Published: August 23, 2016
Most of our readers associate David Rago with Modern design. As founder and partner in the auction house that bears his name, he has specialized in Twentieth–Twenty First Century design and arts for over 35 years, getting his start dealing in American decorative ceramics at the age of 16 at a flea market in his native New Jersey. He lectures nationally and appears as an expert appraiser on PBS’ Antiques Roadshow for decorative ceramics and porcelain. Lesser known is that he is also quite the oenophile with his own wine cellar stocked with fine vintages.
When did you start collecting wine and what got you into this field?
I first got into wine in the mid-to-late 70s as it was really inexpensive back then — all things being relative. A great bottle of wine, with few exceptions, could be had for $50 or less, where a wine of that level today would begin at $1,000 and could be multiples of that. A case in point was the 1974 Chateau Magdelena cabernet sauvignon [Napa Valley, Calif.], a classic wine, which I once bought in magnum [double bottle] for $18. And that wasn’t an isolated price. The Heitz Martha’s Vineyard 1974 cabernet, one of the more famous bottles of California wine, was retailing for $25. Because fine wine was relatively inexpensive back then I was able to learn a lot about wine from actually drinking it.
What came first for you: the art or the wine? How does collecting art go hand in hand with collecting wine?
You learn mostly by drinking it, but with guidance. I took two classes in New York at the Waldorf Astoria in the late 1970s, Harriet Lembech’s class. She was a great teacher and walked you through a glass of wine, drinking with you and about nine other classmates, pointing out what to look for, what different tastes meant, etc. One night in the Vertes Suite at the Waldorf, Harriet took us on a drinking tour of the Cote de Beaune, tasting whites, literally walking us up Montrachet, each subsequent bottle more perfect than the last. I don’t collect for financial profit because I don’t buy the 15–20 greatest wines of the world. Instead, I’d rather buy the wine across the street from Lafite, Pichon Lalande, for tenth of the price. The differences are usually too fine for me to distinguish, and certainly not worth the exponential bump in price.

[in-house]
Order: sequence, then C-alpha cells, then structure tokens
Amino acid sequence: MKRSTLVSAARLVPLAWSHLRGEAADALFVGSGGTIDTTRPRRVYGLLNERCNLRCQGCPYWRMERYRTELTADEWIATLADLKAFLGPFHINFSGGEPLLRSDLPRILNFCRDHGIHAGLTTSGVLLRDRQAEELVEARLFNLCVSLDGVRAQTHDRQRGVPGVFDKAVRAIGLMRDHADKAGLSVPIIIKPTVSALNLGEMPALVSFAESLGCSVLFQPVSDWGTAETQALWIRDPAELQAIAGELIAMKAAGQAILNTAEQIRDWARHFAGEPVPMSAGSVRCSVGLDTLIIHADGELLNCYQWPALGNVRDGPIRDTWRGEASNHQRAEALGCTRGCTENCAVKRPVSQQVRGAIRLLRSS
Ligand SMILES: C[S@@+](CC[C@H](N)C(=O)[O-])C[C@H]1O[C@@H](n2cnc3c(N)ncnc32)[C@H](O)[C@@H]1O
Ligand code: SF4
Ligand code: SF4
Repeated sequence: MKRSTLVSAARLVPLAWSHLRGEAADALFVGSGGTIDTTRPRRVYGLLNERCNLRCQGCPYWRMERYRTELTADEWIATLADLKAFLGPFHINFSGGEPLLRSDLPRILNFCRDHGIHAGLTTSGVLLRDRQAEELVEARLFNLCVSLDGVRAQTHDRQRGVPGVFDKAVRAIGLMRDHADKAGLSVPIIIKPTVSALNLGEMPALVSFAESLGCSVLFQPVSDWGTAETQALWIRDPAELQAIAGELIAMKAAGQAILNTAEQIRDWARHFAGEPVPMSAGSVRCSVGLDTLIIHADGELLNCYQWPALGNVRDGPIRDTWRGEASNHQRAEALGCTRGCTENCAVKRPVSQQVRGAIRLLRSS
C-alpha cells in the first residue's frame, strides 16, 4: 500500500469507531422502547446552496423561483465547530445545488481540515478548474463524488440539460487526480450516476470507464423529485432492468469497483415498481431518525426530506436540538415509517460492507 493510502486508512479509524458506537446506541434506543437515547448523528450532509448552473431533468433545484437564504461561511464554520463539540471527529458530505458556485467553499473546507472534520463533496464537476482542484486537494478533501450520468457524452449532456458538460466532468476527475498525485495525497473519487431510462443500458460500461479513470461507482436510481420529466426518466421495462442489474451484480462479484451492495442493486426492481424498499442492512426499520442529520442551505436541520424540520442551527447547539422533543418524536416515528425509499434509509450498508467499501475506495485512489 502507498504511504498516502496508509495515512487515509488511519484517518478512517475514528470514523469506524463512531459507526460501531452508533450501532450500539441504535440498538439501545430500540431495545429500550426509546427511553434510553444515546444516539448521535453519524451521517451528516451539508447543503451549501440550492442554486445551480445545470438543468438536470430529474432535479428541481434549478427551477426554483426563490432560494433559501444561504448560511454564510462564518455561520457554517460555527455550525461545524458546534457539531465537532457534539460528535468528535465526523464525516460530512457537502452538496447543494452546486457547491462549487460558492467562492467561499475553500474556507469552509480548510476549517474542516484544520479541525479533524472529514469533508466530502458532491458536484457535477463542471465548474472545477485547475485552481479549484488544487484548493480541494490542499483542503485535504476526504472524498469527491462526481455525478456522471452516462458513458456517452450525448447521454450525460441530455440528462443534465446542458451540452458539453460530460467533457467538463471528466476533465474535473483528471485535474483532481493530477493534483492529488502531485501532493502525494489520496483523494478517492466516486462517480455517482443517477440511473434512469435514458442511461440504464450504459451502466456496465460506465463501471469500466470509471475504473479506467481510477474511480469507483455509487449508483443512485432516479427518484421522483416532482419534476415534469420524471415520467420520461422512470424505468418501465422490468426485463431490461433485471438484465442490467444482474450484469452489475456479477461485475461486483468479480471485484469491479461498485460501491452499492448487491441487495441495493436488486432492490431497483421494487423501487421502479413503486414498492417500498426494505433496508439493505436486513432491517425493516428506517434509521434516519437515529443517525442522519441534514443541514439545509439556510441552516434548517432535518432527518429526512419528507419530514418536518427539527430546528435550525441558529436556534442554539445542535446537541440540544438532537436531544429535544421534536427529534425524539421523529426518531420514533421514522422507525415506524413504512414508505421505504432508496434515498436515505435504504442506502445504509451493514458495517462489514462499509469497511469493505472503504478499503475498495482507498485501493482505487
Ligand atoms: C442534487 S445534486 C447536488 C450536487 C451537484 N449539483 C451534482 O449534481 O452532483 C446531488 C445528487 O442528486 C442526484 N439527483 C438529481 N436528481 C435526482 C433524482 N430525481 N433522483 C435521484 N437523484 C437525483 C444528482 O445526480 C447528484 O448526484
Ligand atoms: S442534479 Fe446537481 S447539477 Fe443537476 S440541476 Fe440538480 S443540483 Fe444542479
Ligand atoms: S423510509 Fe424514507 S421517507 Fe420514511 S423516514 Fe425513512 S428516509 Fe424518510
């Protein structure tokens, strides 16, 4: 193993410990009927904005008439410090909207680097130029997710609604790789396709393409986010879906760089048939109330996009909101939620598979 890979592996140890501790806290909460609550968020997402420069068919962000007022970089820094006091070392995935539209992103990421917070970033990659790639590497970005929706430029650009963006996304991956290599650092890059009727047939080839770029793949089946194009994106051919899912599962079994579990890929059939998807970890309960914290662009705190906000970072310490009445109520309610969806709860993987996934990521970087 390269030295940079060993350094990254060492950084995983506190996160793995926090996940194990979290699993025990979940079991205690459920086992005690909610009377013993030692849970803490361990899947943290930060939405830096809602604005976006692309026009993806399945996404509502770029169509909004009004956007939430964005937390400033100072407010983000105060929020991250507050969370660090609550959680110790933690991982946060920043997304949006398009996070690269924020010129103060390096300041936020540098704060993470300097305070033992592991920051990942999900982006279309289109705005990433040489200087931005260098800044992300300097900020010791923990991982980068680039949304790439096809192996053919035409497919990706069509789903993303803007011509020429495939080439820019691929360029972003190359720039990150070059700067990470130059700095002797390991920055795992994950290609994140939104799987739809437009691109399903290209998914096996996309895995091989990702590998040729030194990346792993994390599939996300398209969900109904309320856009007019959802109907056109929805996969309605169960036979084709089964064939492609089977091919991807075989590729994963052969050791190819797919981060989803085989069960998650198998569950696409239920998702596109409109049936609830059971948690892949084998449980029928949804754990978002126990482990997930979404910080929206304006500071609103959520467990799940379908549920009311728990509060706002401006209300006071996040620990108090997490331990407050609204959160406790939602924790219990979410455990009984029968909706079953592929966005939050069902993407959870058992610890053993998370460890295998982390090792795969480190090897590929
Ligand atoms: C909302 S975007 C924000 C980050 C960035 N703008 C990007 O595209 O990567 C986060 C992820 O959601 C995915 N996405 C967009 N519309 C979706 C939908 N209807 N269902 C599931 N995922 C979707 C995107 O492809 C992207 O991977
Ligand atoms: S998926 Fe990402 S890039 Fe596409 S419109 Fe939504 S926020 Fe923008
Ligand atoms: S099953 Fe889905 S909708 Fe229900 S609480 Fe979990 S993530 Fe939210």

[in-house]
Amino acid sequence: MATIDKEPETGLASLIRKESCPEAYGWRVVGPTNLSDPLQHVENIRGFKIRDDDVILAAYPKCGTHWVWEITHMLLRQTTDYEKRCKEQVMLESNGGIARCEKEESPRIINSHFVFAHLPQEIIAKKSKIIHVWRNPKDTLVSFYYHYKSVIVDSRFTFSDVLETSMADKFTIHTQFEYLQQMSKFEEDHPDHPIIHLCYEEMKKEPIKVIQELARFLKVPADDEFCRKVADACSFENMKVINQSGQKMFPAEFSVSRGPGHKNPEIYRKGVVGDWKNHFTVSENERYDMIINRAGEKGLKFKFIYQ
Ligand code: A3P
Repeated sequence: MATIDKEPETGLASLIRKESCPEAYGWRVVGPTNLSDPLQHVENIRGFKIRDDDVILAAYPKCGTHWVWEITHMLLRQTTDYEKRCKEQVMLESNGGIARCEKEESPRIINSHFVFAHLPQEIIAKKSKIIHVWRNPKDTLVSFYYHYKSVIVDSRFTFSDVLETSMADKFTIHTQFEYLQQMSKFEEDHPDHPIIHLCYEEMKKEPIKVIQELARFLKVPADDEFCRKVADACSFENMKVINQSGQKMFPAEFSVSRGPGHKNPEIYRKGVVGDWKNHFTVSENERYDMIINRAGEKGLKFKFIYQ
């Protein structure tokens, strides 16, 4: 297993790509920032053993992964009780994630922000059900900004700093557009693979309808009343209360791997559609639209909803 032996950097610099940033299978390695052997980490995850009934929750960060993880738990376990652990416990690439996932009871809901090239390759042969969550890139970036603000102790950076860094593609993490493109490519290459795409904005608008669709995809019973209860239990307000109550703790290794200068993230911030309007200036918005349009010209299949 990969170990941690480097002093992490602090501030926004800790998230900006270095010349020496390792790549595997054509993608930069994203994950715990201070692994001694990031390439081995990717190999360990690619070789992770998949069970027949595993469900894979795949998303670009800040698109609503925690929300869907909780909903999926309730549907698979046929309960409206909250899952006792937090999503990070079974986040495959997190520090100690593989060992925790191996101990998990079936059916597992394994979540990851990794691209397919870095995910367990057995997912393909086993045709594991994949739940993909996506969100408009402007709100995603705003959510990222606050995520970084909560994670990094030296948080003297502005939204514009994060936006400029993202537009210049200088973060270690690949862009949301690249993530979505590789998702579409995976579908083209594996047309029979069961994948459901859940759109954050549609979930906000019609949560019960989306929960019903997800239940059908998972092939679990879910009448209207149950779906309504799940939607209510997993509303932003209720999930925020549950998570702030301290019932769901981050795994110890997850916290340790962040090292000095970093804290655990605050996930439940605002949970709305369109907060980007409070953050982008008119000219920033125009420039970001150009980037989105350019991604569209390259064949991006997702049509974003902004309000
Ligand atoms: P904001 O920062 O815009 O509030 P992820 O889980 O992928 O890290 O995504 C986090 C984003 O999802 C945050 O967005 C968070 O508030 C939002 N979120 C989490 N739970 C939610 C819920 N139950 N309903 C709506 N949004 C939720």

What guides you in terms of what wines/labels you buy? Are there certain wines you avoid?
I avoid wines that are “hot” on the market, like Screaming Eagle — lovely wine, $2,000 a bottle on release, or the DRC Burgundies — and look for things that have been recommended to me by wine salespeople who know something of what I look for in the grape. I also look for those wines that are next door to the major producers, also mentioned above. The big wines in Bordeaux are considered “first growths” or the blue ribbon wines. There are five — or six if you include neighboring Pomerol. But the “second growths,” like Pichon Lalande or Ducru Beaucaillou, are simply fabulous at a fraction of the cost. And in certain years, some of the second growths, called “super seconds,” can equal the quality of the bigger named neighbors. It’s a matter of being interested enough to ask, to learn and make educated guesses, just like with antiques.
How does one get the most value for their collection? Any tips for beginning collectors?
Plenty of reading material out there, and some excellent wine dealers with stores across the nation, although Pennsylvania is tough because of the liquor laws. Each state differs. Wine tastings can be ok, but you’re mostly drinking young, tight bottles that are a decade, or decades, away from maturity — reds, anyway. Whites will show much sooner. What I would suggest is to first decide what it is you want to drink. I’m pretty straightforward in that regard, cabernet and pinot for reds, and chardonnay for whites. After doing a bit of research on your own as well as asking people with knowledge — subscribing to Vinous is a must — buy a mixed case and crack them to see how you like them. One dealer who I trust and admire told me to buy a case of red and try a bottle from that case once a year, for 12 years. He said you will learn a lot about that wine. Hold your own wine tasting with a case of different wines. I’d mix up the prices, some at $25, some at $75 — because, I don’t care what people say, you’re not going to get a special wine from a wine store for $15 — cover the bottles so you’re drinking them blind, and hand out a score sheet to 12 friends listing all the wines but not with an indication of which is which; number the wrappers 1-12 as a point of reference. While serving dessert, unveil each bottle after each of your guests has had their say about bottle #1, and so on. It’s a great learning experience because you have no preconceptions about what you’re drinking, and a never-fail fun night.
What’s the best bottle you bought? Any regrets about the one that got away?
I was given a bottle of 1945 Lafite by a client whose husband died. 1982 was one of the best years of the century. 1945 was the best year, the ground said to be saturated with the blood of the martyrs of World War II, and nature’s gift for the war ending. The label was browned, the fill level in the neck scary low. I popped the cork, violets jumped from the bottle — a signature Lafite nose — and it was perfection. I regret that the house full of Nakashima furniture we sold a few years back had $750,000 in great wine that went elsewhere. We’re not allowed to sell it in New Jersey, so it went to New York. That would have been a fun preview party at our auction hall, I can tell you that.
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